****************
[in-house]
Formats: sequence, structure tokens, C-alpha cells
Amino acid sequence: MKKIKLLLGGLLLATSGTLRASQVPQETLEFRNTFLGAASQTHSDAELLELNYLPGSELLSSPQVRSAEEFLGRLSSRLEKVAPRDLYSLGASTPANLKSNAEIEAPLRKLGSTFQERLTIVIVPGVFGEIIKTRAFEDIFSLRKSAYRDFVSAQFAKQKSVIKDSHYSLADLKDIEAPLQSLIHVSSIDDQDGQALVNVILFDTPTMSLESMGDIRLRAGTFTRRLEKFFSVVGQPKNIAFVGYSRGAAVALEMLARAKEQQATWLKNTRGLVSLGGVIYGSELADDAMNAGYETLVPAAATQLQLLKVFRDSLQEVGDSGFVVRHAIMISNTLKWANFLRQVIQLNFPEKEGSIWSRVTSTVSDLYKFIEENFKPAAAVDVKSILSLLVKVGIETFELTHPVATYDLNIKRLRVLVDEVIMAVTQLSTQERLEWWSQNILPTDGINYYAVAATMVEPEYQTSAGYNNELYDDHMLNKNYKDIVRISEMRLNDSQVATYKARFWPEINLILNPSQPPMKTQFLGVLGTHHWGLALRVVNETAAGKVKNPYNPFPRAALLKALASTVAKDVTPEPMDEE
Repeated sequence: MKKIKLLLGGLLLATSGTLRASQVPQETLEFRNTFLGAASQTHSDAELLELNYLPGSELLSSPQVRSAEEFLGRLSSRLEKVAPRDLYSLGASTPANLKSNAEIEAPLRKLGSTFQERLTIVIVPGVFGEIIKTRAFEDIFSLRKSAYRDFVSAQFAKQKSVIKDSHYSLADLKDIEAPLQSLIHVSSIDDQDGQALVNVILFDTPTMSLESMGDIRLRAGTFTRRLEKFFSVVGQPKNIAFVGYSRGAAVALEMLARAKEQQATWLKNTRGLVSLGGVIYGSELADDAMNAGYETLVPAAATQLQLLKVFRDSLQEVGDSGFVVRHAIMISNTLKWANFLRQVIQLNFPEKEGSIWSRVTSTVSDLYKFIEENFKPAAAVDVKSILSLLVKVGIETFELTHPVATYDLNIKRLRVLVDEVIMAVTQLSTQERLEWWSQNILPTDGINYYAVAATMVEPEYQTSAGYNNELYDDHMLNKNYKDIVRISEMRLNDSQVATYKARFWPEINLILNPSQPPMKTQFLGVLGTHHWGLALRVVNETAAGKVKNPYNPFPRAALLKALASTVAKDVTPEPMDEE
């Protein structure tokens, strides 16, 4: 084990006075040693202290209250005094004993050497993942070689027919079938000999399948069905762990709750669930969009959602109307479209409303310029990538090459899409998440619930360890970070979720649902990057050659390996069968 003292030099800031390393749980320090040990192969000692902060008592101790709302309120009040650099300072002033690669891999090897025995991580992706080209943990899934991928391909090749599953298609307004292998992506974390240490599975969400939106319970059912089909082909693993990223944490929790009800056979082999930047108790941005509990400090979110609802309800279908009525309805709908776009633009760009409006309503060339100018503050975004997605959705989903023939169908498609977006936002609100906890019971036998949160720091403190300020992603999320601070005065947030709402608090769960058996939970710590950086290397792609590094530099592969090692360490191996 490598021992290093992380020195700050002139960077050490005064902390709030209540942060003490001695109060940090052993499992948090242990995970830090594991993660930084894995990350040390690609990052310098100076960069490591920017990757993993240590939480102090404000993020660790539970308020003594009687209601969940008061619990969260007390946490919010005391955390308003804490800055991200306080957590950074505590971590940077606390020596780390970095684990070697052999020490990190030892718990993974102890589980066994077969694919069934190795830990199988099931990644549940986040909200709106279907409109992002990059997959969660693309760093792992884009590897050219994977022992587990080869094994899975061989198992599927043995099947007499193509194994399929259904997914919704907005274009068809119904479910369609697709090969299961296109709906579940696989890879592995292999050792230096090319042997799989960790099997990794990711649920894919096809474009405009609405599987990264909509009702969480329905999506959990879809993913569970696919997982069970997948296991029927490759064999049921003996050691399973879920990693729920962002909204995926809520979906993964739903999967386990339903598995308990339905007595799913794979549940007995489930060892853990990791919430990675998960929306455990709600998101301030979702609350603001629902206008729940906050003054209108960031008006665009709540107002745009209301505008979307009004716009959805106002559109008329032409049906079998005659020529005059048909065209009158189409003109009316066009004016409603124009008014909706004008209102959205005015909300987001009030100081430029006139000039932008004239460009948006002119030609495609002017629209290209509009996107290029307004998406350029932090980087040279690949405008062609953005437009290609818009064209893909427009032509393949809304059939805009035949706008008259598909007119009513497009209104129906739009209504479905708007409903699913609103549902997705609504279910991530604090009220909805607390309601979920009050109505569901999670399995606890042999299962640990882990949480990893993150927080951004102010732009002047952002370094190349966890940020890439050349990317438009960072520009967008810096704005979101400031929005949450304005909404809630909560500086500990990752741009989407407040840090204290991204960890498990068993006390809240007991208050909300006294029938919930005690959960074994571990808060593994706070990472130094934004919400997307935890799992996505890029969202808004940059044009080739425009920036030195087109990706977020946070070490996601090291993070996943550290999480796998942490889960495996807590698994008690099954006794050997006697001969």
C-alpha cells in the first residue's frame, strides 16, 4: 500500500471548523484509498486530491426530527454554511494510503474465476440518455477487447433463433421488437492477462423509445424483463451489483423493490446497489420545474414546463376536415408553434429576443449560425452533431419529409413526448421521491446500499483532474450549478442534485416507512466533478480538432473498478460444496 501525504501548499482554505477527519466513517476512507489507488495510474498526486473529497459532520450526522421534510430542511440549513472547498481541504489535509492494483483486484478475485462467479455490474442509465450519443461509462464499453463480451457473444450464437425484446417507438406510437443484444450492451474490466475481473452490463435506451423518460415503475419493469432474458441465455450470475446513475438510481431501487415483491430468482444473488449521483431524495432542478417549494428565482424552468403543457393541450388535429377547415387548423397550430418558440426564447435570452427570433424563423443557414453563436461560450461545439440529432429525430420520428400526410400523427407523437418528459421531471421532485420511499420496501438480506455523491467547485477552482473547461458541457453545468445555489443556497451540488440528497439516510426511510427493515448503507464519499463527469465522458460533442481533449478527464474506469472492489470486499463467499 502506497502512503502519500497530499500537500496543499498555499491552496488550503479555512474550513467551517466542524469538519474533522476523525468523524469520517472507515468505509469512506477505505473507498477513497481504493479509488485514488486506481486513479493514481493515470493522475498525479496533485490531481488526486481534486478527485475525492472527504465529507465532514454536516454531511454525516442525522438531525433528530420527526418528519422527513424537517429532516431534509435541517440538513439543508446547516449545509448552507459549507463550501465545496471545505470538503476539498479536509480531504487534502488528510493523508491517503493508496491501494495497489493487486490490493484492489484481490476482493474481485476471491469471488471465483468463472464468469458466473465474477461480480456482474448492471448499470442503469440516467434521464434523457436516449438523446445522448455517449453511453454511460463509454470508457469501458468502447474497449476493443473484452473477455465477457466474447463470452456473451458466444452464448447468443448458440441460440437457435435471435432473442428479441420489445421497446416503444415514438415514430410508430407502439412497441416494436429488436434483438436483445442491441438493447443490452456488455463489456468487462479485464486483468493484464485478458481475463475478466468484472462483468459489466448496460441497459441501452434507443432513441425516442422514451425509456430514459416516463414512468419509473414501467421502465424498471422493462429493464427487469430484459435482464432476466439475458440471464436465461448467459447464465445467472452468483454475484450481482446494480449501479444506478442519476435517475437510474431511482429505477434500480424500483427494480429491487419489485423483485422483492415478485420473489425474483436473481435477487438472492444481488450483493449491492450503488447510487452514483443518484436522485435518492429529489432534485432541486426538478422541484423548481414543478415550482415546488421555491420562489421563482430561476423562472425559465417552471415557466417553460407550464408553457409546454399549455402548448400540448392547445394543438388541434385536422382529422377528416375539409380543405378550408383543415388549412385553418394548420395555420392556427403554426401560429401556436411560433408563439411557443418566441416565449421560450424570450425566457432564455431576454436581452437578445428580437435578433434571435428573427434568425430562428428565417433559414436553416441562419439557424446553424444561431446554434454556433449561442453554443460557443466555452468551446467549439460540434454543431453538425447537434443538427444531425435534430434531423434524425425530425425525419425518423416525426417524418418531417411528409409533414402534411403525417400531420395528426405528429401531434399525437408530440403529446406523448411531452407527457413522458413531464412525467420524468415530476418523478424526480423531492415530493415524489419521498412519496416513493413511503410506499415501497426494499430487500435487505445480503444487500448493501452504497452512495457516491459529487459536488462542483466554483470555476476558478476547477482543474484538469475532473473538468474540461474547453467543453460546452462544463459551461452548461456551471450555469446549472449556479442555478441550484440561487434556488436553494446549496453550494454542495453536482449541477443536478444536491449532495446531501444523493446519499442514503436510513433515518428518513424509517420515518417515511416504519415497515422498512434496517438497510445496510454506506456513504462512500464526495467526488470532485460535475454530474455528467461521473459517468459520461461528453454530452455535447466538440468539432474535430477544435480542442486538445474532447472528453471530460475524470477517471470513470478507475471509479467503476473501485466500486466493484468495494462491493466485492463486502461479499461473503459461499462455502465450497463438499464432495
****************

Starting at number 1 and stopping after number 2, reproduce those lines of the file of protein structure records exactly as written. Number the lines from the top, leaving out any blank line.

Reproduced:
[in-house]
Formats: sequence, structure tokens, C-alpha cells